2.3. Eta (η) factor equations
Eta (η) is a non-dimensional parameter which describes the effect of the plastic strain energy of the applied J integral, and is used in the calculation of the plastic component of J (Carvalho and Ruggieri, 2010). The precise details of the equations to calculate η depend on whether it is based on the load-line displacement (LLD) or the crack mouth opening displacement (CMOD) measurements, and on whether it is for pin-loaded or clamped SENT tests. There have been a significant number of sources of different η factors for SENTs in recent years, and most references give a polynomial equation as a function of a/W based on functions fitted to numerical analyses of SENT specimens. In this paper, only the solutions for clamped specimens based on CMOD with specimen length H equal to ten times the width W which have been compared. The solution in DNV RP F108 (2006), equation 3, is based on equations for a stationary crack in parent material, but includes an additional 0.85 factor to allow for effects of weld strength mismatch and strain hardening (Pisarski, 2010). Canmet (Shen et al., 2009) provide a simpler equation, but with a larger number of polynomial orders up to ten, and is considered to be independent of strain hardening. More recent η factor solutions have been published by Ruggieri (2012), which is of a similar form to Canmet but with different coefficients for parent material with strain hardening coefficient (n) of 5 (typical of high strength steel), 10 (which might reflect a structural steel), and 20 (closer to the tensile behaviour of stainless steels). A general form of all these is given in equation 4. These three different approaches were compared by Wang et al (2015), who also offer their own (more complex) approach, where the main coefficients of a0/W are defined as θiχi, the respective components of which incorporate, the strain hardening coefficient, n, and the BN/W ratio of the specimen, as variables. These different parent material eta functions are plotted in Fig. 1a. Specific η solutions for weld specimens have also been published by Paredes & Ruggieri (2012), for different levels of weld strength mismatch ratio, My, up to 1.5. An alternative eta factor equation for weld specimens is offered by Moreira & Donato (2010), based on the weld width, 2h, as well as My, in a twenty-term equation. These eta functions for welds are plotted in Fig. 1b.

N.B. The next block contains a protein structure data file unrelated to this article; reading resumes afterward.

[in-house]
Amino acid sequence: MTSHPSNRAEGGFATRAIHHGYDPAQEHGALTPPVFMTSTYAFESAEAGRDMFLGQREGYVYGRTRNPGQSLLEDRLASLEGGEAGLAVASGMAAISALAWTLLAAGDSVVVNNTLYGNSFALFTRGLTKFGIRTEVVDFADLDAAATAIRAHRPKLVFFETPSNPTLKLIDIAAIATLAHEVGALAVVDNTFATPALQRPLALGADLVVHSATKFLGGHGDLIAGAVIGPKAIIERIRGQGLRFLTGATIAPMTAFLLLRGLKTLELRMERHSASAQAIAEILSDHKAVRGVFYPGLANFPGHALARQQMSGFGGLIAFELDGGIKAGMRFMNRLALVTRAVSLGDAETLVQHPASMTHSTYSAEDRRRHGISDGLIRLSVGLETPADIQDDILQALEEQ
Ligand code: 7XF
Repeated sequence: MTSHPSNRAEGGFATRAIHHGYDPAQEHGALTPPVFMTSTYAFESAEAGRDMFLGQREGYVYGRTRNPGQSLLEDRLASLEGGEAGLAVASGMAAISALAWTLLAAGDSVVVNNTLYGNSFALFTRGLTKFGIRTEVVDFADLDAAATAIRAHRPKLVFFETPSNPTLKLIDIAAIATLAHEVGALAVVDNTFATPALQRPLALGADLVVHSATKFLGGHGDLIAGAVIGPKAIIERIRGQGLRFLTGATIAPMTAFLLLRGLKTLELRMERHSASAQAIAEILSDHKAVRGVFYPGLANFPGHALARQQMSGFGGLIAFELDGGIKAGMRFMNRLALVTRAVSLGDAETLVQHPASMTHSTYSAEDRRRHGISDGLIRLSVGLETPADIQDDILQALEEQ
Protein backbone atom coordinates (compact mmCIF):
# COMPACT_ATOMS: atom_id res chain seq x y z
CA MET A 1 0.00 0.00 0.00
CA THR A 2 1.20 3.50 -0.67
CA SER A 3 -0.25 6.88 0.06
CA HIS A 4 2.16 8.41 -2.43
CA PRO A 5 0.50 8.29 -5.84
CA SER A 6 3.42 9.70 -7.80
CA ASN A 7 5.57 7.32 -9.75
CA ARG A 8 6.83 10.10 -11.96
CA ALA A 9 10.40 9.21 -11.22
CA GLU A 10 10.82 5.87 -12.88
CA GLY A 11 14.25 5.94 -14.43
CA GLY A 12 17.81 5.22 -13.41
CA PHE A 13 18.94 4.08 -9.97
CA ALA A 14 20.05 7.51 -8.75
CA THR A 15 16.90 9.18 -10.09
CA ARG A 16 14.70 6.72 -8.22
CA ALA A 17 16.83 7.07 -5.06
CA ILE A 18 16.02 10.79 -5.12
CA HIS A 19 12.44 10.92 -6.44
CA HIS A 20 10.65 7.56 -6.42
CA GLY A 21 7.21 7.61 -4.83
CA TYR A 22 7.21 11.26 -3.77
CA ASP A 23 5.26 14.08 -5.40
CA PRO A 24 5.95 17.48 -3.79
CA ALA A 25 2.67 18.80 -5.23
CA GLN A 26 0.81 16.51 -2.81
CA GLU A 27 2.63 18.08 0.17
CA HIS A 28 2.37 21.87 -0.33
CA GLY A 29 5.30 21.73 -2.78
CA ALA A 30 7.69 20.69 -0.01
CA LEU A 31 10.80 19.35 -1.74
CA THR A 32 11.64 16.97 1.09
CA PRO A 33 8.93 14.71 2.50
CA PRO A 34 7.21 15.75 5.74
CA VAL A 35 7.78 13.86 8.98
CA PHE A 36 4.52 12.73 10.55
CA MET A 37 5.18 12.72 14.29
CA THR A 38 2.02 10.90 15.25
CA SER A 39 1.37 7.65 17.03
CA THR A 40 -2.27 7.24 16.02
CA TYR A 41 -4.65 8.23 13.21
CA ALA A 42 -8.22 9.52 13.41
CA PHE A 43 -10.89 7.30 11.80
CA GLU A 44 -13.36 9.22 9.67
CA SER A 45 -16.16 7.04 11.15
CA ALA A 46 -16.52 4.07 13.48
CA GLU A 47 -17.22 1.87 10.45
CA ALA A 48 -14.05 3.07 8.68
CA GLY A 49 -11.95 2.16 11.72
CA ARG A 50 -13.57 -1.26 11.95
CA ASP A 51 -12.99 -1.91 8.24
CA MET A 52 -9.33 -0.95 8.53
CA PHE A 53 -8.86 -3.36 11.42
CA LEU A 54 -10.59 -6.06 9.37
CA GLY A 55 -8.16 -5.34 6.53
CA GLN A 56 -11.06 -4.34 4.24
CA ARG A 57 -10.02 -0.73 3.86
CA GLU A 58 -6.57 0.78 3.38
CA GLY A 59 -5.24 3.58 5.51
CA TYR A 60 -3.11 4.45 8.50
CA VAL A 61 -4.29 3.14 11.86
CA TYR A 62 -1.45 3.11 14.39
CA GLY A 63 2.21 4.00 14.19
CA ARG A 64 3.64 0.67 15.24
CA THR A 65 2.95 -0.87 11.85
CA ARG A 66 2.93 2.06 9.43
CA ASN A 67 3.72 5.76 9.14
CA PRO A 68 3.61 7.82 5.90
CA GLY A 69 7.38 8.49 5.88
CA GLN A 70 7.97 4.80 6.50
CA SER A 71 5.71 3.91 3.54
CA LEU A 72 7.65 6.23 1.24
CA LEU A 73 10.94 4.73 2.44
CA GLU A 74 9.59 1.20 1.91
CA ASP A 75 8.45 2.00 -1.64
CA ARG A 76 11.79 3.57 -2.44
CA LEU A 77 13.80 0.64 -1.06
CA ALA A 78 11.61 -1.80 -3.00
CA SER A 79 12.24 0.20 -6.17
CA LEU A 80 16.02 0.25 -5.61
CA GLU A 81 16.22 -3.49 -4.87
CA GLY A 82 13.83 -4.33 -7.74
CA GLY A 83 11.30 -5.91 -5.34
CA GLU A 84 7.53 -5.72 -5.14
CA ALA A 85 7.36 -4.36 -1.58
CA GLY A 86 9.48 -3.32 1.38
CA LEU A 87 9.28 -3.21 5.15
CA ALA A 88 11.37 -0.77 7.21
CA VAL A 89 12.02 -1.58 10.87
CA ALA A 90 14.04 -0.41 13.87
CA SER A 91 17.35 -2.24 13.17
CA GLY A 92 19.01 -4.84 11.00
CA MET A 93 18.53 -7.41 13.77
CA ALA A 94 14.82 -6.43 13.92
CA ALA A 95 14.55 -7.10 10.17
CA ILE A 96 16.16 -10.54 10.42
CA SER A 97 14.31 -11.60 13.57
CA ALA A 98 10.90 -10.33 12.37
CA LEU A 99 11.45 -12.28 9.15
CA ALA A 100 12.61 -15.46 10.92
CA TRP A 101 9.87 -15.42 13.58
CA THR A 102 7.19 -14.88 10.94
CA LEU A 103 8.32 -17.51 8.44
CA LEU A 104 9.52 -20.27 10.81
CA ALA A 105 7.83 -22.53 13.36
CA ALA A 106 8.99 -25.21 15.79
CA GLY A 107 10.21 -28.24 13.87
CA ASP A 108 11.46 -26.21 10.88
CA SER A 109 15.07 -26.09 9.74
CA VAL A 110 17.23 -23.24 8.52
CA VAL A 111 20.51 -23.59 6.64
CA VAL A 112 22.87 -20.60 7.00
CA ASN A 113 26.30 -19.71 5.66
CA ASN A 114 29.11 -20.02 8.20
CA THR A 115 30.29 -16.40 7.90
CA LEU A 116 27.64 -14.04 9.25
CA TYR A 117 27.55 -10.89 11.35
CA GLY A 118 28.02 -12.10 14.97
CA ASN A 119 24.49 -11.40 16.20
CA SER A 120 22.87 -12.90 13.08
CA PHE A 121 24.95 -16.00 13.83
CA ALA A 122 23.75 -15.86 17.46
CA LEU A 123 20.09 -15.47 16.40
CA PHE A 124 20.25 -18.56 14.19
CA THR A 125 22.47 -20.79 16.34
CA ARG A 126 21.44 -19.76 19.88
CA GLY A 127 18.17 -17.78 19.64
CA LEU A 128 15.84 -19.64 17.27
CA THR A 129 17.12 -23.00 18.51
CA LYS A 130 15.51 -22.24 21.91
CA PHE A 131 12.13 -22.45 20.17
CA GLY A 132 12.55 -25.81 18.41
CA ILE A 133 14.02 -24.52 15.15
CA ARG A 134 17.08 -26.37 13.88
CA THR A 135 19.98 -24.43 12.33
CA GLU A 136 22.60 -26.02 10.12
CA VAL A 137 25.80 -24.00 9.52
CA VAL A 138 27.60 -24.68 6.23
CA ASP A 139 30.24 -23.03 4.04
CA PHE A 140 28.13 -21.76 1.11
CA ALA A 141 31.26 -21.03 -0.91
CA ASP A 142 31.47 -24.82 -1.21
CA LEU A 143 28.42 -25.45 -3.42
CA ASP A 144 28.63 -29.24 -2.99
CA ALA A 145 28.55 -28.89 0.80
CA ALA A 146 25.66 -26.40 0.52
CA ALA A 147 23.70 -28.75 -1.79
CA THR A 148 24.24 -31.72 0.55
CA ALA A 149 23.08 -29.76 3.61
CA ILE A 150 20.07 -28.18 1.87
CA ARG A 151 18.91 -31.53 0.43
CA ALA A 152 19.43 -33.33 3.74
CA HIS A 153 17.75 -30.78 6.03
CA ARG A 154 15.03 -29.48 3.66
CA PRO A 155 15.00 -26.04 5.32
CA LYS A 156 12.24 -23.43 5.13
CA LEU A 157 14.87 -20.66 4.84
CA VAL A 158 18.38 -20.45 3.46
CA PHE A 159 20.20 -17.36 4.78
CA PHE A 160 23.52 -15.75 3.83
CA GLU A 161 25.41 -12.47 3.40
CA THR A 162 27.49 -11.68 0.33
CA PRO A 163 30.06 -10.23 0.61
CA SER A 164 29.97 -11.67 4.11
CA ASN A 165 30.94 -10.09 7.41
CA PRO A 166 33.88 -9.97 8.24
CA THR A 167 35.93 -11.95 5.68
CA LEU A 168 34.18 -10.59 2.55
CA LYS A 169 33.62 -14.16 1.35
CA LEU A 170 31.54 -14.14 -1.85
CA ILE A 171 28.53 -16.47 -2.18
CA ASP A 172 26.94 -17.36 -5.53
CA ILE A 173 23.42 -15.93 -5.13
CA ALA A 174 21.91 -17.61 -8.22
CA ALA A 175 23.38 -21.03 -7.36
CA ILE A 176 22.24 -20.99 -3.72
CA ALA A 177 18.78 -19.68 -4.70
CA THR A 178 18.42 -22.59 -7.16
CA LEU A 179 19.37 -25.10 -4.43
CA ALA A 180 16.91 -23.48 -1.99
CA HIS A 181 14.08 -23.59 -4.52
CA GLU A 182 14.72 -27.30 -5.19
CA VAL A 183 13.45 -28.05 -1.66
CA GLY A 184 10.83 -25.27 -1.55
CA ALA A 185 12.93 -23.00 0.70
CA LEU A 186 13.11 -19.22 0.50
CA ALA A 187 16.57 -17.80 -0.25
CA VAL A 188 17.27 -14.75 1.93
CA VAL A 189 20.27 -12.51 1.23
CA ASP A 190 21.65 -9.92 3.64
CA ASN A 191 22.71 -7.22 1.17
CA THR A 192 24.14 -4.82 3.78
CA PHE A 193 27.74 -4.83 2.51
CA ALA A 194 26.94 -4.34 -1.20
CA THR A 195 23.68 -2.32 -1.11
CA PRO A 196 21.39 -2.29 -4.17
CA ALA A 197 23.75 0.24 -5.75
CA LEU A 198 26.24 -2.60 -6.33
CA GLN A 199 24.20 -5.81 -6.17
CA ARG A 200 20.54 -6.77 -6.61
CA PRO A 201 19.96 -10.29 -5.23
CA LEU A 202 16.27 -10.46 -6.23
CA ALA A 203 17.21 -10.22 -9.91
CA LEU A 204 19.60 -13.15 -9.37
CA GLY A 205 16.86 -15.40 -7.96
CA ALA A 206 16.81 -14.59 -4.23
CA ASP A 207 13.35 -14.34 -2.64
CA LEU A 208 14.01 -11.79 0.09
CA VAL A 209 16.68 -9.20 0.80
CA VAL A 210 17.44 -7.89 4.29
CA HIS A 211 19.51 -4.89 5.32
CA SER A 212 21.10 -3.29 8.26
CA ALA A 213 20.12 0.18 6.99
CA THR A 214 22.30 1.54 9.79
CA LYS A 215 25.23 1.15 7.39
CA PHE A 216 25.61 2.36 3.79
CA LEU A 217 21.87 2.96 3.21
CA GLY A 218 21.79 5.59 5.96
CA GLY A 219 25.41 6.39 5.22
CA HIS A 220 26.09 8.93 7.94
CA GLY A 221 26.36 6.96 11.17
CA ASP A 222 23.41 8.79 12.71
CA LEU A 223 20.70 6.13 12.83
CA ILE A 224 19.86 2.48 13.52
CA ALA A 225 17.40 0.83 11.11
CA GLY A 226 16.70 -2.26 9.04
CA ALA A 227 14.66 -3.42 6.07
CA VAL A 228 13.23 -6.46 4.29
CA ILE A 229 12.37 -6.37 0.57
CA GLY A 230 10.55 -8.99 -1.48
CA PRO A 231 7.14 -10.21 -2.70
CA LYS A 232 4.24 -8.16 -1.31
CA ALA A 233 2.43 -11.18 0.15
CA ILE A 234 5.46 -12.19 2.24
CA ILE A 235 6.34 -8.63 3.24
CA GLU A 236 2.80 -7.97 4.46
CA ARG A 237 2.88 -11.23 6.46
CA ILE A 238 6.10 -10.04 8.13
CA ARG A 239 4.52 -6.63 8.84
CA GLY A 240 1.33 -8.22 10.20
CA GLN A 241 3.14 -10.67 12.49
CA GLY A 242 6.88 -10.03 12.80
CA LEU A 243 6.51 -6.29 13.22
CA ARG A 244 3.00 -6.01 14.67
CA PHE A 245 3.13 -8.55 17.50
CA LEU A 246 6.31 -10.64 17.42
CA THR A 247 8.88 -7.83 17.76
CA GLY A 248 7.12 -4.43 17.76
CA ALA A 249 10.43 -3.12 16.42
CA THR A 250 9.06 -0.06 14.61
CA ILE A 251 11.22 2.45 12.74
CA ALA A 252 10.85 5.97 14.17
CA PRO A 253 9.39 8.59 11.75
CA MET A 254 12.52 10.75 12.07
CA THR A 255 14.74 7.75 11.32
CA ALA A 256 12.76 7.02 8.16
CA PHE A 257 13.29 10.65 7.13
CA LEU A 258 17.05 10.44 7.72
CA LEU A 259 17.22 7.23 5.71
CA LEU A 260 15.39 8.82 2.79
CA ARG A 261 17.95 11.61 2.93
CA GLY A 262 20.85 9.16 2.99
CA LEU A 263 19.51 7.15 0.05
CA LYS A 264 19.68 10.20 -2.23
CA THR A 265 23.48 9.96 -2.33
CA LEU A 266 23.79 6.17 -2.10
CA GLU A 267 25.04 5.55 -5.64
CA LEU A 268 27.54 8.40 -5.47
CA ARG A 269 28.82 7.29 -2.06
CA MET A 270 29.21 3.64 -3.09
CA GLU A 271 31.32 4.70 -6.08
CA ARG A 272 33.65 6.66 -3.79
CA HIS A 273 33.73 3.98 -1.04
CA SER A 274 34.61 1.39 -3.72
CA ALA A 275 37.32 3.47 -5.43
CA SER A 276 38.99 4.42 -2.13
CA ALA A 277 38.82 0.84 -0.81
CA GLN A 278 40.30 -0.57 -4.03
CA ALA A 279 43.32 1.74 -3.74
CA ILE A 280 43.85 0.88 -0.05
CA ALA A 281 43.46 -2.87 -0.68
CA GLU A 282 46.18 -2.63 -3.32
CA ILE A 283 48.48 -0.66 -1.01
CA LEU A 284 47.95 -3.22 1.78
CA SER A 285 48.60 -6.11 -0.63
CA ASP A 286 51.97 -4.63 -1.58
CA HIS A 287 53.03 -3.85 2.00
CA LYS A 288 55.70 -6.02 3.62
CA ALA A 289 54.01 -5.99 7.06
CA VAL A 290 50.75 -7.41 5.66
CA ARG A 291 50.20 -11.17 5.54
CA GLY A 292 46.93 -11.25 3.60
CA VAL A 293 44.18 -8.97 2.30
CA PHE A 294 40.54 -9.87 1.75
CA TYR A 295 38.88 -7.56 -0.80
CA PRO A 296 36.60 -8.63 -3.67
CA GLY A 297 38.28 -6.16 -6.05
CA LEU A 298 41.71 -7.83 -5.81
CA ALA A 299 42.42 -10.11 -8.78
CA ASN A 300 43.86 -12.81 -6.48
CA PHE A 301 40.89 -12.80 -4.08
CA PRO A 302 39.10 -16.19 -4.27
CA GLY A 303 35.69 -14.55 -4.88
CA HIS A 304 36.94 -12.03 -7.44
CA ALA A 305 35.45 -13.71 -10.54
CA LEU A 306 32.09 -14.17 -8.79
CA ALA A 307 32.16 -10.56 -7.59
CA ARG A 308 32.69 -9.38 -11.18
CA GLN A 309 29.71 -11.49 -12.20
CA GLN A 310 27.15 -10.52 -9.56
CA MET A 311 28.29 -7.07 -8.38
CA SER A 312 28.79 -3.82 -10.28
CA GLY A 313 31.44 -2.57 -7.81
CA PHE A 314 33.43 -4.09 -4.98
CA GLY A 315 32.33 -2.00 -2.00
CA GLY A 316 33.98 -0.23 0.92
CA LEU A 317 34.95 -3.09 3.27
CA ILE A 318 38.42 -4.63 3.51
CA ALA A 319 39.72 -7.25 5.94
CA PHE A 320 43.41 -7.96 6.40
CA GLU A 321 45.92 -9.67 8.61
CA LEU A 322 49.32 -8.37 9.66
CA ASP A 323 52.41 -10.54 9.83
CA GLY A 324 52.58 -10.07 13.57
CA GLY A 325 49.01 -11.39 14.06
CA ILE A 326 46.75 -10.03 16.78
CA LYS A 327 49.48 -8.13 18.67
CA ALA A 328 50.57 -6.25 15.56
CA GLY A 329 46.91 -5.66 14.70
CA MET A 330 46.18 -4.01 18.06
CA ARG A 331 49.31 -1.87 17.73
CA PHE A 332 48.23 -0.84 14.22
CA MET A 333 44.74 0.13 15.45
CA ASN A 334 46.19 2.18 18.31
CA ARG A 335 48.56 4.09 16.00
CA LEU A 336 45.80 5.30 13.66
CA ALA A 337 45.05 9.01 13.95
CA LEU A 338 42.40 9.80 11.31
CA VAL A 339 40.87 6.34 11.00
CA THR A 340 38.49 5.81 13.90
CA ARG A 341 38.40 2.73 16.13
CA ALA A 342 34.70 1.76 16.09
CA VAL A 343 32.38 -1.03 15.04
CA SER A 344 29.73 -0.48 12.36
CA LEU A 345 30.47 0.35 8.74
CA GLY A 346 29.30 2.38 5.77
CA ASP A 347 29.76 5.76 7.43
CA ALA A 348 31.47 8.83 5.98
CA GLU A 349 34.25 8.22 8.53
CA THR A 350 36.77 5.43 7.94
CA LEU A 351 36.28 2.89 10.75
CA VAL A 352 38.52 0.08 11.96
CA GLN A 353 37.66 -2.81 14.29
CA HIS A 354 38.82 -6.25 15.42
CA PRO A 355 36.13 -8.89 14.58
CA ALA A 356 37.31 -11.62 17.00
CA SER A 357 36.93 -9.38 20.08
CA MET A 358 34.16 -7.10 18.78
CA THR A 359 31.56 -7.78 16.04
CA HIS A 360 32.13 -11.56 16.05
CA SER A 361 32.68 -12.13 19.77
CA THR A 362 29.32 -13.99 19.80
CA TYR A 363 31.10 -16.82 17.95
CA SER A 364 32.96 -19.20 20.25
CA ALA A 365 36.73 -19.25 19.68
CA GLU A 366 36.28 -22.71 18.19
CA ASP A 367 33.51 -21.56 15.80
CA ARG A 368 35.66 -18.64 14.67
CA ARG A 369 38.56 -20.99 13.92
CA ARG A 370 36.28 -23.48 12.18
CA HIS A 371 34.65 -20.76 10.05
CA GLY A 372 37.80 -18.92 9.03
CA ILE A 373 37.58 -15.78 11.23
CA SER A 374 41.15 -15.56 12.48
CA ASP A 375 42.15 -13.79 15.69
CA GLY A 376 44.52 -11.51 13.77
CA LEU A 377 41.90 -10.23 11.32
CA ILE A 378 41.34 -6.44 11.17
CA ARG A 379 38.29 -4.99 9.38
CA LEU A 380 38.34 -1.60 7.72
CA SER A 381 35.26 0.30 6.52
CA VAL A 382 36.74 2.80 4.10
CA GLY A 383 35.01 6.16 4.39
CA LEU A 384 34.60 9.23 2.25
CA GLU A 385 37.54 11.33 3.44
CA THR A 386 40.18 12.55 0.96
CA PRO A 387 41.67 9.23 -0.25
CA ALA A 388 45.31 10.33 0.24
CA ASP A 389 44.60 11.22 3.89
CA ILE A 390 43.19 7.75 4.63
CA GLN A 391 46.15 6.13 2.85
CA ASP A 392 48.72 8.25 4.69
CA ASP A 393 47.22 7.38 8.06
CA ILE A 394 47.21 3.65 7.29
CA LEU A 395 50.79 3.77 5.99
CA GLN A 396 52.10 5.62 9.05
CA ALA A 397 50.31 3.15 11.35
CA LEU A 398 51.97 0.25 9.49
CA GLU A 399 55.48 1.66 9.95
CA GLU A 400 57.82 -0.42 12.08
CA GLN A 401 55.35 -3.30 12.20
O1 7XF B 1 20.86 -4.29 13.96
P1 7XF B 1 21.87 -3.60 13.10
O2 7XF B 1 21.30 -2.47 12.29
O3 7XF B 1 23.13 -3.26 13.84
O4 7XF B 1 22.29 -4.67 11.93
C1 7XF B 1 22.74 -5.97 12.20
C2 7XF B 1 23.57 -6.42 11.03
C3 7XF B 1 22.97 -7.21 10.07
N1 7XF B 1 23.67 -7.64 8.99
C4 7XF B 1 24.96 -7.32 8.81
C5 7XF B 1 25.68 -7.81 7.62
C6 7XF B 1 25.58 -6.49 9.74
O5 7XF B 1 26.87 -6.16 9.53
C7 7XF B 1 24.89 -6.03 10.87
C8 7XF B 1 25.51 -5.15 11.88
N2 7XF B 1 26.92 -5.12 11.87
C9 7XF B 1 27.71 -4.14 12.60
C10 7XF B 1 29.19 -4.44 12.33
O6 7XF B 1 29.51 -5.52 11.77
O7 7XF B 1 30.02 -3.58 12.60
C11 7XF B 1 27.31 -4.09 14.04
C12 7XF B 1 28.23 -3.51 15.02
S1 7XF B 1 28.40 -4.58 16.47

When these eta factor functions are plotted against a/W ratio in Fig. 1 it is possible to compare them. The DNV solution (even accounting for the 0.85 factor) is higher than almost all of the others. The Canmet solution is close to other solutions for low levels of strain hardening and/or weld strength overmatch. The Paredes weld equations give significantly lower eta factors than Moreira and Donato, and seem conservative compared to the other solutions. The Wang solutions are close to the Canmet solution within the current a/W range in BS 8571 of 0.2 to 0.5, but diverge beyond this. All the solutions presented here have been individually validated against their own numerical models, so it is not possible to identify from this comparison which is ‘best’ in terms of accuracy. However, the Canmet formula is not an outlier and captures the trend of many of the other solutions, so is a reasonable choice of general eta factor solution for SENT tests. The assumption about eta might need to be further reviewed when testing very high weld strength overmatching (My > 1.3) or for very high strain hardening materials (n>10)
Fig. 1. (a) Comparison of plastic eta factors from literature for parent materials with different strain hardening coefficients (n). (b) Comparison of plastic eta factors from literature for welds of different strength mismatch (My) and weld width (2h), alongside the DNV and Canmet formulae.
3. Comparison of J Equations
3.1. SENT test data
The comparison of the different methods to determine J was initially made by comparing results from experimental SENT tests with single value results, and comparing the J that would be determined using the two alternatives in BS 8571. The experimental data presented here were taken from several programmes of SENT testing work at TWI. All the data is from specimens tested using the clamped test configuration (Fig. 2). The test data for the single point comparison has been collated from: